Misty whispered, “Did you hear something?”


“No,” he replied, urging the paint to plod uphill again. “But is that a cavern I spy up ahead?”


“I can't even spy my own hand in front of my face,” she said. “The dark is so thick.”


“You were snoring some.” Misty could hear the smile in his voice. “When the sleep falls out of your eye you'll spy better.”


He was right, and by the time the paint brought them to the cave's opening Misty could make out shapes in the moonlight. Yule brought the horse to a standstill and dismounted.


Still in the saddle, Misty said, “Before you command me, know that I would prefer to wait here while you investigate.”


“I will be right back,” he said. He passed her the paint's reins and then his shadow melded with that of the cavern's mouth. Dude followed after and was vaporized likewise. The horse bent its neck and grazed. Misty cocked her ear and held fast to the sound of Yule's boots scraping the stone floor. She heard him returning already.


He emerged and proclaimed, “I certify this cavern's habitability to the extent I am able – though I don't claim to be even an amateur spelunker. It will be safer than sleeping in the road. Here, climb on down.”


He was beside the horse and he lowered Misty off the saddle. “I reckon it will be safer than catching forty winks at the Bare ever were,” she said.


Yule led her inside after digging a blanket out of his sack. He unfolded it, and then refolded it once in half so it might be a thicker mattress. He laid it out on the cave's floor, careful to situate it some feet in from the entrance so the sun wouldn't bake them while they slept. Dude slunk past, into darker crevices which were too narrow but for slender dogs. Misty sat upon the blanket. It lacked a canopy and the pillows were made from the same hard stuff as the mountain – but she adored that bed. She didn't reckon anyone had ever given her anything so fine.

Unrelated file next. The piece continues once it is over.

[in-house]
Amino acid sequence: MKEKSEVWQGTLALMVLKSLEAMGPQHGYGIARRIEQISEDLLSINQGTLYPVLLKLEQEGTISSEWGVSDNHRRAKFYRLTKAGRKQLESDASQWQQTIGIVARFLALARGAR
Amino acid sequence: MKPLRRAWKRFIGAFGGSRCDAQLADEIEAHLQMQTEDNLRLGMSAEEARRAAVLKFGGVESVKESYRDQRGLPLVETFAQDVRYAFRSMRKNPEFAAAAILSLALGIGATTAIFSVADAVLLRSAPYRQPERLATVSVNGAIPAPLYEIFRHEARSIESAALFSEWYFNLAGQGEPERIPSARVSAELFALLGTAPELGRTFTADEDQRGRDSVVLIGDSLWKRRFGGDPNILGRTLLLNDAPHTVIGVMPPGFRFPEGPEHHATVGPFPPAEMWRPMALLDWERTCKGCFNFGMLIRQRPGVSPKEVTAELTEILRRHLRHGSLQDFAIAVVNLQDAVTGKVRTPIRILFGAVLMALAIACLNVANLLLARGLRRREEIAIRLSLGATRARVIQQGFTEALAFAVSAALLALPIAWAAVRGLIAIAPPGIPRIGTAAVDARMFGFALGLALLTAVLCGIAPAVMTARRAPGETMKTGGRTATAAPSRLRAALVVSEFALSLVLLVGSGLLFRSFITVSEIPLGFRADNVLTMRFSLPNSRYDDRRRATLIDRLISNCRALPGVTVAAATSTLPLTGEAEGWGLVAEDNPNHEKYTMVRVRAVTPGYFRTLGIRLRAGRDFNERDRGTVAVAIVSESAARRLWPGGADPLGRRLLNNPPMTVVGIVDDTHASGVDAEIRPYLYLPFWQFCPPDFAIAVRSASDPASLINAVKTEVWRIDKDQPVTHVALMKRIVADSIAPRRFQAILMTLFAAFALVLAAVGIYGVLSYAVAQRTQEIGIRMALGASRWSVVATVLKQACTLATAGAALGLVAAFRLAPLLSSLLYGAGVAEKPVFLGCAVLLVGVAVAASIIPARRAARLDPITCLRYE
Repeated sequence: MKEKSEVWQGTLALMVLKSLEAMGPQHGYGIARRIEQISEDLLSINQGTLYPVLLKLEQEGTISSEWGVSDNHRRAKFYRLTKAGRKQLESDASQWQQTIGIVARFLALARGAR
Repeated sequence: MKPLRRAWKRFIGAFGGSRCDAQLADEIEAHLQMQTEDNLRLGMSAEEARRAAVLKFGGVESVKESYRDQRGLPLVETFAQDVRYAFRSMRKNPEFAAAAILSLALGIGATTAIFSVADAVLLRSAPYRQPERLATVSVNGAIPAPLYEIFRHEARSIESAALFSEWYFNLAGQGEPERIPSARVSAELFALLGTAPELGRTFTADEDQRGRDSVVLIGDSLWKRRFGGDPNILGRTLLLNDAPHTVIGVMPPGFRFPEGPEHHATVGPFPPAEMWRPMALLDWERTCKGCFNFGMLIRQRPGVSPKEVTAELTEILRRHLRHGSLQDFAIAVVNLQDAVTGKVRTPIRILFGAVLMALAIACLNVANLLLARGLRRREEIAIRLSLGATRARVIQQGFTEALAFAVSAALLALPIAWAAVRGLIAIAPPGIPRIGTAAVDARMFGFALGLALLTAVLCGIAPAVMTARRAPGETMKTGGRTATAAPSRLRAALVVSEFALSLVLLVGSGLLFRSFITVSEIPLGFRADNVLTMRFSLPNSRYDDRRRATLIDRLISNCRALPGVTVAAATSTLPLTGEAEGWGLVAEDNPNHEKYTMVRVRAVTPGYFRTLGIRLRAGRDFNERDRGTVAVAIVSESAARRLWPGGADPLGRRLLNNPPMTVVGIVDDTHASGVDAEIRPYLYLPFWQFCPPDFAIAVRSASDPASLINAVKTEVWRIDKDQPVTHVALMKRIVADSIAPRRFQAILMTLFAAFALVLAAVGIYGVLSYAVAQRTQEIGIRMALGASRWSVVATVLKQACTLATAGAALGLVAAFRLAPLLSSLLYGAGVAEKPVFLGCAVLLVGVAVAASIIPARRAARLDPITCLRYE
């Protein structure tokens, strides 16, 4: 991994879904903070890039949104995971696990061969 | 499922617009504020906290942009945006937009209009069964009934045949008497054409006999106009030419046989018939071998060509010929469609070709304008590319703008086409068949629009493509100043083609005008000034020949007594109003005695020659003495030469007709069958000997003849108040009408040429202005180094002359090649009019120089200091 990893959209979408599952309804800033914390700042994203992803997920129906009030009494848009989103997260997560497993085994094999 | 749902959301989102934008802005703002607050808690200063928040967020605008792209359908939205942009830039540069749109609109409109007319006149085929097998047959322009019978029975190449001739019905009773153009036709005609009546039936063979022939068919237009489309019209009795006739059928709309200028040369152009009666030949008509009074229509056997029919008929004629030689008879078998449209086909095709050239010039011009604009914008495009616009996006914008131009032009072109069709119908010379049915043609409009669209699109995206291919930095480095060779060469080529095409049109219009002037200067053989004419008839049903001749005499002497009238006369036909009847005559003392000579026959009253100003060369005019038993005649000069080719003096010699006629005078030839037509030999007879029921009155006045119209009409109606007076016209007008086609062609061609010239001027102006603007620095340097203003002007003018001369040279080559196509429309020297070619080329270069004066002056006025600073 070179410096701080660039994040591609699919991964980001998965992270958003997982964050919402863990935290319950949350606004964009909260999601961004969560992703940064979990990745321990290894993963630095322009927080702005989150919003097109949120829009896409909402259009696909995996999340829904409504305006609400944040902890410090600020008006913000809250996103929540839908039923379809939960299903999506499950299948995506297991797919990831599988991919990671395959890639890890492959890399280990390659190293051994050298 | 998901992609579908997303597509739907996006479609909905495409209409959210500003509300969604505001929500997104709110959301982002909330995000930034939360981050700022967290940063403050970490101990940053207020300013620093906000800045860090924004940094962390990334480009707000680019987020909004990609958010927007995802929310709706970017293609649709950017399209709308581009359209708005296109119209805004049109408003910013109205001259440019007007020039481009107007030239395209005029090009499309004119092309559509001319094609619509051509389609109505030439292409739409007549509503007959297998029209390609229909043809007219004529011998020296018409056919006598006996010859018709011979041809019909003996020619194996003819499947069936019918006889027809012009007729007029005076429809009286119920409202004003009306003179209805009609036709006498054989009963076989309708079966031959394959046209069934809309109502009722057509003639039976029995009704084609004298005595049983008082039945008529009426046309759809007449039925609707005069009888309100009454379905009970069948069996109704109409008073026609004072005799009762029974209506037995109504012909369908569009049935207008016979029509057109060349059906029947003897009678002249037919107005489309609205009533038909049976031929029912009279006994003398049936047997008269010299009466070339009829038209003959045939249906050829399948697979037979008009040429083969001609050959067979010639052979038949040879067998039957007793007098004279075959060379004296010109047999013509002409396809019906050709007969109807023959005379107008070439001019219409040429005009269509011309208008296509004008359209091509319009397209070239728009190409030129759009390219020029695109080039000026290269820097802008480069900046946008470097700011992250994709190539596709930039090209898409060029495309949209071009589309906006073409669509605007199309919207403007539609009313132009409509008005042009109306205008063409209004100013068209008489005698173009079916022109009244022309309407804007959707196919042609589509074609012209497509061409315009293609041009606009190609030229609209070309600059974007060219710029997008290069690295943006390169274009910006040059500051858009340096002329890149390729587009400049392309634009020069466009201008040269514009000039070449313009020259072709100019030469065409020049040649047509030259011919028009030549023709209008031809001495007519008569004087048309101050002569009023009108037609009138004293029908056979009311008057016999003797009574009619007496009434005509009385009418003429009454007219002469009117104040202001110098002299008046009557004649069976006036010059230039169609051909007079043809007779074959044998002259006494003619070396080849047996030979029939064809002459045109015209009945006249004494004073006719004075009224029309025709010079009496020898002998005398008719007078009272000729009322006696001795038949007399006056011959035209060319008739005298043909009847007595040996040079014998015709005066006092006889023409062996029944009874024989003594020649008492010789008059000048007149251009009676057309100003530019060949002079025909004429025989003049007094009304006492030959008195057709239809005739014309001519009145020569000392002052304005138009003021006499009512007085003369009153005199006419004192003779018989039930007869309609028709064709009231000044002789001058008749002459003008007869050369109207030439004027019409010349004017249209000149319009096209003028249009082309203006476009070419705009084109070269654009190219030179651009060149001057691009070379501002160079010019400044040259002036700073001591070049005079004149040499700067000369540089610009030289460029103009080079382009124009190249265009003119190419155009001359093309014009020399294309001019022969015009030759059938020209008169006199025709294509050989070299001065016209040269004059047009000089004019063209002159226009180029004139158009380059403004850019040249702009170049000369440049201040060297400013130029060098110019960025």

“Are you hungry?” Yule asked. “Are you cold?”


“Yes to both, I reckon.”


He took off his jacket and wrapped it around her. “I hope that will do. There is jerky in the rucksack. Tomorrow I will shoot us something to eat…hopefully.”


“The coat is fine but would be finer if you’d share some of your warmth, too.” She patted the blanket beside her.


“I would like that,” he said, but he remained standing at the cave’s mouth.


“Are you going someplace?” Misty asked.


“Yes,” Yule explained. “I will tie the horse in a safe spot away from the cave and I believe the spring should be nearby now, too. I will be back soon. Dude will stay and protect you from wild things.”


She drew the jacket tightly around her shoulders and laid down, pulling one of its sleeves up under her head. Eyes half-closed, she yawned.


“Go quick and be safe,” she said. “You should exercise Godspeed, Yule – or of the dog's warmth I'll be forced to partake.”